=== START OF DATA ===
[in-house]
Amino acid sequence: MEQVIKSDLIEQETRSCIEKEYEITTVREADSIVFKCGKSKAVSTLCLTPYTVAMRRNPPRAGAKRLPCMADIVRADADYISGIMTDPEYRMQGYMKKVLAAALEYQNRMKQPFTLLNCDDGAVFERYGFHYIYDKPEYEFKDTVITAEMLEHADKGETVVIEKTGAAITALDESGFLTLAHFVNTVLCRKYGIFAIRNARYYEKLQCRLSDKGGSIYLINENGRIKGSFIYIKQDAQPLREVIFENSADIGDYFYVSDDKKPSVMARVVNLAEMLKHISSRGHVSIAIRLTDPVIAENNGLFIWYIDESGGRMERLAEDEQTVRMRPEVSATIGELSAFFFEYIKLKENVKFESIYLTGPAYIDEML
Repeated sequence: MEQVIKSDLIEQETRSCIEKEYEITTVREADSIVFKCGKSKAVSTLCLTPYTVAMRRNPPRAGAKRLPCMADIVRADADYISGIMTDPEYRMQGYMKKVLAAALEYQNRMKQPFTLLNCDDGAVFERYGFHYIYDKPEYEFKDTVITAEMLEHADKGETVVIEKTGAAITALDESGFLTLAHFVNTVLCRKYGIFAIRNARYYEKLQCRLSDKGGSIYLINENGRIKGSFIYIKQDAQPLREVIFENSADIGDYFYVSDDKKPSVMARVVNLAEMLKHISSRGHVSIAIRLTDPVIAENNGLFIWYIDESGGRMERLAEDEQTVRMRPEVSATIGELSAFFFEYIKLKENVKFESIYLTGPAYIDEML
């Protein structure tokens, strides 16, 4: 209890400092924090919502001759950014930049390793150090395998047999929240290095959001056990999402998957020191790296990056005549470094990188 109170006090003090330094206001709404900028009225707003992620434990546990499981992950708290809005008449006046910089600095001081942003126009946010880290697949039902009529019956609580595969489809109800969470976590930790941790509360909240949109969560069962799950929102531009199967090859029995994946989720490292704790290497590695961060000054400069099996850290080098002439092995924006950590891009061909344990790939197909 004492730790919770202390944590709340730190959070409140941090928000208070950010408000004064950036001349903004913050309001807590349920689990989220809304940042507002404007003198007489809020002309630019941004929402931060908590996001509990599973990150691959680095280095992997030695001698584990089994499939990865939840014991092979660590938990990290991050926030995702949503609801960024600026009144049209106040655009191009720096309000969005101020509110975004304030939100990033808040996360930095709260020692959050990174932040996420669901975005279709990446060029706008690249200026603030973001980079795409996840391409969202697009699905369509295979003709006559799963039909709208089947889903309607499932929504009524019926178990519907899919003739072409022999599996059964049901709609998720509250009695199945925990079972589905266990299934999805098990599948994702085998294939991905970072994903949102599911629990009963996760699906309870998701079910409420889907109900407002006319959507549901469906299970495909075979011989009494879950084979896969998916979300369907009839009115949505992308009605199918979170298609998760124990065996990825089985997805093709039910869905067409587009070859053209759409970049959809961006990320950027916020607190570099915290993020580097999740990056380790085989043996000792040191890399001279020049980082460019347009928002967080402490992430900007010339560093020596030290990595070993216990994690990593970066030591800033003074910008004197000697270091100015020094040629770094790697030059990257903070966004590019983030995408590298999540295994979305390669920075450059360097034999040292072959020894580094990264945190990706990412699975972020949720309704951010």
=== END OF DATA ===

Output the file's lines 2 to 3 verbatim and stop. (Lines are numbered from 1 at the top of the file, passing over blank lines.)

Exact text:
Amino acid sequence: MEQVIKSDLIEQETRSCIEKEYEITTVREADSIVFKCGKSKAVSTLCLTPYTVAMRRNPPRAGAKRLPCMADIVRADADYISGIMTDPEYRMQGYMKKVLAAALEYQNRMKQPFTLLNCDDGAVFERYGFHYIYDKPEYEFKDTVITAEMLEHADKGETVVIEKTGAAITALDESGFLTLAHFVNTVLCRKYGIFAIRNARYYEKLQCRLSDKGGSIYLINENGRIKGSFIYIKQDAQPLREVIFENSADIGDYFYVSDDKKPSVMARVVNLAEMLKHISSRGHVSIAIRLTDPVIAENNGLFIWYIDESGGRMERLAEDEQTVRMRPEVSATIGELSAFFFEYIKLKENVKFESIYLTGPAYIDEML
Repeated sequence: MEQVIKSDLIEQETRSCIEKEYEITTVREADSIVFKCGKSKAVSTLCLTPYTVAMRRNPPRAGAKRLPCMADIVRADADYISGIMTDPEYRMQGYMKKVLAAALEYQNRMKQPFTLLNCDDGAVFERYGFHYIYDKPEYEFKDTVITAEMLEHADKGETVVIEKTGAAITALDESGFLTLAHFVNTVLCRKYGIFAIRNARYYEKLQCRLSDKGGSIYLINENGRIKGSFIYIKQDAQPLREVIFENSADIGDYFYVSDDKKPSVMARVVNLAEMLKHISSRGHVSIAIRLTDPVIAENNGLFIWYIDESGGRMERLAEDEQTVRMRPEVSATIGELSAFFFEYIKLKENVKFESIYLTGPAYIDEML